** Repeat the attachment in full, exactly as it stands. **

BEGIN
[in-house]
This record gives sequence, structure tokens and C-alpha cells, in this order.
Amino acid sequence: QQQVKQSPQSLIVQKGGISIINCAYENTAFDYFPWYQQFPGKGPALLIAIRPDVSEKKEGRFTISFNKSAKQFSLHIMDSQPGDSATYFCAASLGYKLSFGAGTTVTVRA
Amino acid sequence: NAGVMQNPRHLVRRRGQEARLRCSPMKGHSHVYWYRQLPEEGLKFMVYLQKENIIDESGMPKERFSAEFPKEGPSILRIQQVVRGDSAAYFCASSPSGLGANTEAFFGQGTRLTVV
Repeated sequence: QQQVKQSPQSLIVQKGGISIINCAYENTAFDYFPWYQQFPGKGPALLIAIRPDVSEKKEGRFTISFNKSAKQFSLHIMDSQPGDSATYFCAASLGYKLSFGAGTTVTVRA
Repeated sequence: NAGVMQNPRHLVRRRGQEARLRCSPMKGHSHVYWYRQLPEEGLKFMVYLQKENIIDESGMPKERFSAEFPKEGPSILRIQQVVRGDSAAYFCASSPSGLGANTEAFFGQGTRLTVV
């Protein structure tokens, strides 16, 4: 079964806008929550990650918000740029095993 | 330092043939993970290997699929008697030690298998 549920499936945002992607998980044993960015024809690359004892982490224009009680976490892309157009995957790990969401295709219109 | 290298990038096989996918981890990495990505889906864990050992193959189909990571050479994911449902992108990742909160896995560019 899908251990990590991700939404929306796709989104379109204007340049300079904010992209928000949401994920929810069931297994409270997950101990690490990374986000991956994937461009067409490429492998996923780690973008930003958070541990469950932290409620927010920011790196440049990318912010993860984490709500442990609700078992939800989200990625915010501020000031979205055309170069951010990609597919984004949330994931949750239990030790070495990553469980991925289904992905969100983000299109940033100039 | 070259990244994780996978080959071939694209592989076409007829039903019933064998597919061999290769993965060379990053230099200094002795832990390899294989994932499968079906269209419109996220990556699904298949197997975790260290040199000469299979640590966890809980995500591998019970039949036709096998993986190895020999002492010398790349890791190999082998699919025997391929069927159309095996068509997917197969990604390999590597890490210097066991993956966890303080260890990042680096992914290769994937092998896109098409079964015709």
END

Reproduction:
[in-house]
This record gives sequence, structure tokens and C-alpha cells, in this order.
Amino acid sequence: QQQVKQSPQSLIVQKGGISIINCAYENTAFDYFPWYQQFPGKGPALLIAIRPDVSEKKEGRFTISFNKSAKQFSLHIMDSQPGDSATYFCAASLGYKLSFGAGTTVTVRA
Amino acid sequence: NAGVMQNPRHLVRRRGQEARLRCSPMKGHSHVYWYRQLPEEGLKFMVYLQKENIIDESGMPKERFSAEFPKEGPSILRIQQVVRGDSAAYFCASSPSGLGANTEAFFGQGTRLTVV
Repeated sequence: QQQVKQSPQSLIVQKGGISIINCAYENTAFDYFPWYQQFPGKGPALLIAIRPDVSEKKEGRFTISFNKSAKQFSLHIMDSQPGDSATYFCAASLGYKLSFGAGTTVTVRA
Repeated sequence: NAGVMQNPRHLVRRRGQEARLRCSPMKGHSHVYWYRQLPEEGLKFMVYLQKENIIDESGMPKERFSAEFPKEGPSILRIQQVVRGDSAAYFCASSPSGLGANTEAFFGQGTRLTVV
């Protein structure tokens, strides 16, 4: 079964806008929550990650918000740029095993 | 330092043939993970290997699929008697030690298998 549920499936945002992607998980044993960015024809690359004892982490224009009680976490892309157009995957790990969401295709219109 | 290298990038096989996918981890990495990505889906864990050992193959189909990571050479994911449902992108990742909160896995560019 899908251990990590991700939404929306796709989104379109204007340049300079904010992209928000949401994920929810069931297994409270997950101990690490990374986000991956994937461009067409490429492998996923780690973008930003958070541990469950932290409620927010920011790196440049990318912010993860984490709500442990609700078992939800989200990625915010501020000031979205055309170069951010990609597919984004949330994931949750239990030790070495990553469980991925289904992905969100983000299109940033100039 | 070259990244994780996978080959071939694209592989076409007829039903019933064998597919061999290769993965060379990053230099200094002795832990390899294989994932499968079906269209419109996220990556699904298949197997975790260290040199000469299979640590966890809980995500591998019970039949036709096998993986190895020999002492010398790349890791190999082998699919025997391929069927159309095996068509997917197969990604390999590597890490210097066991993956966890303080260890990042680096992914290769994937092998896109098409079964015709």